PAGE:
Risks factors and causes of postnatal General Practitioner consultations and hospital admissions following perinatal mortality: a cohort study

Study type
Date of Approval
Study reference ID
Lay Summary

The loss of a baby is one of the most devastating life events that parents can face. There is, however, limited evidence of the impact of perinatal mortality (stillbirth and death of the baby within 28 days of being born) on the health of parents. We aim to use data from general practice records within CPRD Aurum and the linked hospital admission records to find out how often women go and see their doctor and are admitted to hospital within 12 months of perinatal deaths, and the reasons for these consultations and admissions (for example, whether they are related to their pregnancy or mental health). We will determine whether the number of consultations and admissions vary by factors like the geographical region where the woman lives or the extent of deprivation in their local area. We will find out what the key factors are which increase the risk of having more consultations and admissions, investigating factors such as age, deprivation, geographical region, existing other illnesses such as diabetes and depression, and previous pregnancies. The new knowledge from this research will be used to understand gaps in care following perinatal deaths and inform the development and design of new interventions and health policy. These, in turn, should improve the physical and mental health of women and families following perinatal deaths across the nation.

Technical Summary

There is limited evidence of the impact on a mother’s health and care of perinatal mortality, defined as stillbirths and neonatal deaths (death within 28 days of life). The proposed research aims to determine the frequency and reasons for consultations to primary care, and of hospital admissions within 12 months of perinatal mortality using CPRD Aurum linked to HES Admitted Patient Care records. The study population will be women aged 11-49 with perinatal mortality recorded in their records between 1997 and 2020. We will include all consultations and admissions as outcomes but also focus specifically on pregnancy-related, hypertension, and mental health reasons for consultation and admission. We will determine geographical variation and factors which increase the risk of consultation and admission including socio-demographics (such as age, deprivation), index year, comorbidities (including anaemia, diabetes, hypertension, asthma, anxiety, depression) and prior pregnancy history. Cox proportional hazards models will be used to identify associations between the baseline potential risk factors and time to event (GP consultation and hospital admission), and negative binomial regression will be used to determine associations with number of consultations. The outputs from the proposed research will extend the current evidence-base and inform new interventions and service provision strategies, and ultimately help to improve the physical and mental health of women and families following perinatal mortality across the nation.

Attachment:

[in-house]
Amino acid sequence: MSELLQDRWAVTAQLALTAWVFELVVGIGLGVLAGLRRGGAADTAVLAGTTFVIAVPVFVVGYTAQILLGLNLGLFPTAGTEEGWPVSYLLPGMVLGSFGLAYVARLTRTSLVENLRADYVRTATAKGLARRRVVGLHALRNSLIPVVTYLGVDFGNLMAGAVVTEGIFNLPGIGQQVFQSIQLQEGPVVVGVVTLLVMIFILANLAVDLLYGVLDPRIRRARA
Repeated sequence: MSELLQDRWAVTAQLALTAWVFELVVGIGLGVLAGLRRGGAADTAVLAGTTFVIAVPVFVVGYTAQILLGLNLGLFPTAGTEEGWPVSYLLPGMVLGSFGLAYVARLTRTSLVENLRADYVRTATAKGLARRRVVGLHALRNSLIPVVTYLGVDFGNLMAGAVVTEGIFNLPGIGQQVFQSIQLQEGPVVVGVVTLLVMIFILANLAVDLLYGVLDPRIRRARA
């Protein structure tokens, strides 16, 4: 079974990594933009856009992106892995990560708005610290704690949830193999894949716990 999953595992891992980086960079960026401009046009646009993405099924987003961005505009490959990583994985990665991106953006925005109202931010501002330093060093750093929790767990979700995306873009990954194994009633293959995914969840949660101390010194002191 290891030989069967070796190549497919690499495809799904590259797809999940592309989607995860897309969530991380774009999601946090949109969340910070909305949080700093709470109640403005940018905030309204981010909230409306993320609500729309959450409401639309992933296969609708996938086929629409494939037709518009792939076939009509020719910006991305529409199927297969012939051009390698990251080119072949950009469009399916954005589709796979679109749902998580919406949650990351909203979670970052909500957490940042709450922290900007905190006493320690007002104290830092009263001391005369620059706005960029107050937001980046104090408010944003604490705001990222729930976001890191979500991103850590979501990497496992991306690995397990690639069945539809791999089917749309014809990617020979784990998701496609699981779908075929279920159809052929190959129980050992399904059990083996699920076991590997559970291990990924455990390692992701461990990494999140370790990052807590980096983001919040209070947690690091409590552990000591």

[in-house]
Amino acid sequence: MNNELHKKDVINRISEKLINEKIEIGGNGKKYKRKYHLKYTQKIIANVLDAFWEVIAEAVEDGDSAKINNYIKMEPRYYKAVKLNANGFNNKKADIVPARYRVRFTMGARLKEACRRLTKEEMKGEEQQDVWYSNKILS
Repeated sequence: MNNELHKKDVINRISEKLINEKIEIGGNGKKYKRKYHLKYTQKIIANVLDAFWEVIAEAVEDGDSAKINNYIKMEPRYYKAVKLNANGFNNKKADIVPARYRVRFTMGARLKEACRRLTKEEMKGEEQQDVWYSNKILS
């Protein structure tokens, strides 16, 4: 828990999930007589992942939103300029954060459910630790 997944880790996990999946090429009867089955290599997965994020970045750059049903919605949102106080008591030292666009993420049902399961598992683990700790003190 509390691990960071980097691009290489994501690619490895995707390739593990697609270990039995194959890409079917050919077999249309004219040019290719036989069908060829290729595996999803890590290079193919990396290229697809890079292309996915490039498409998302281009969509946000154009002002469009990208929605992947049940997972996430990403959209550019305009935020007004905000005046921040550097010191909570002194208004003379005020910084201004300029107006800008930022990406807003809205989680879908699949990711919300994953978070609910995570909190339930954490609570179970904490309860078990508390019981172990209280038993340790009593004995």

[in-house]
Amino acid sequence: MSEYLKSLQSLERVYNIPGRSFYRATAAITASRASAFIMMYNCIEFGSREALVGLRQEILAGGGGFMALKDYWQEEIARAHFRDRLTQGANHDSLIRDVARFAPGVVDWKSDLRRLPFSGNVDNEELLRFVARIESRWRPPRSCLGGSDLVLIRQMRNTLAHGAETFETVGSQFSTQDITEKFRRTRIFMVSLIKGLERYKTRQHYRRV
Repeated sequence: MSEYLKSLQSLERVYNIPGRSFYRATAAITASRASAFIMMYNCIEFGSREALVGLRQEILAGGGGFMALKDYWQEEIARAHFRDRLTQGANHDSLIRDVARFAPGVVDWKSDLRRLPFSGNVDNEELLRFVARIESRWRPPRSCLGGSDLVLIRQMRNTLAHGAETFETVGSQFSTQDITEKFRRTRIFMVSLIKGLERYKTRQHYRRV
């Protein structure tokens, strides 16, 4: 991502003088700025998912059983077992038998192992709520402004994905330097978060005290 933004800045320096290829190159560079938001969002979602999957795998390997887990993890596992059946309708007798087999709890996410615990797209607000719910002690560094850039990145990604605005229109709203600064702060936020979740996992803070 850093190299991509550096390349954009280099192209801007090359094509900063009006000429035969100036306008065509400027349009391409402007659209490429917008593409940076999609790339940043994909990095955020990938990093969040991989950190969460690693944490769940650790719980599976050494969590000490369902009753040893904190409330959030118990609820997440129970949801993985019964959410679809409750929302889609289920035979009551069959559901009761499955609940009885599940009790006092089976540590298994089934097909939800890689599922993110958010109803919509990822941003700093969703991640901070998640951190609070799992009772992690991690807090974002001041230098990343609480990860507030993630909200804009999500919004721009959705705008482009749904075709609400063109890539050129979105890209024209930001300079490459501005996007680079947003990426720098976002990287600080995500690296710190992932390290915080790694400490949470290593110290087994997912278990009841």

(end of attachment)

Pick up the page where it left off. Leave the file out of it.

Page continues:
Health Outcomes to be Measured

1. GP consultations within 12 months of perinatal mortality; Number of consultations; Causes for consultation e.g., hypertension, mental health (including depression, anxiety, and post-traumatic stress disorder),
including prescriptions for these conditions

2. Hospital admissions within 12 months of perinatal mortality; Number of admissions; Causes of admissions e.g., puerperal infection, bleeding, hypertension, depression


Pensee Wu - Chief Investigator - Keele University
Pensee Wu - Corresponding Applicant - Keele University
Carolyn Chew-Graham - Collaborator - Keele University
James Bailey - Collaborator - Keele University
Kelvin Jordan - Collaborator - Keele University
Muhammad Usman - Collaborator - Keele University


HES Admitted Patient Care;ONS Death Registration Data;Patient Level Index of Multiple Deprivation;CPRD Aurum Mother-Baby Link;CPRD Aurum Pregnancy Register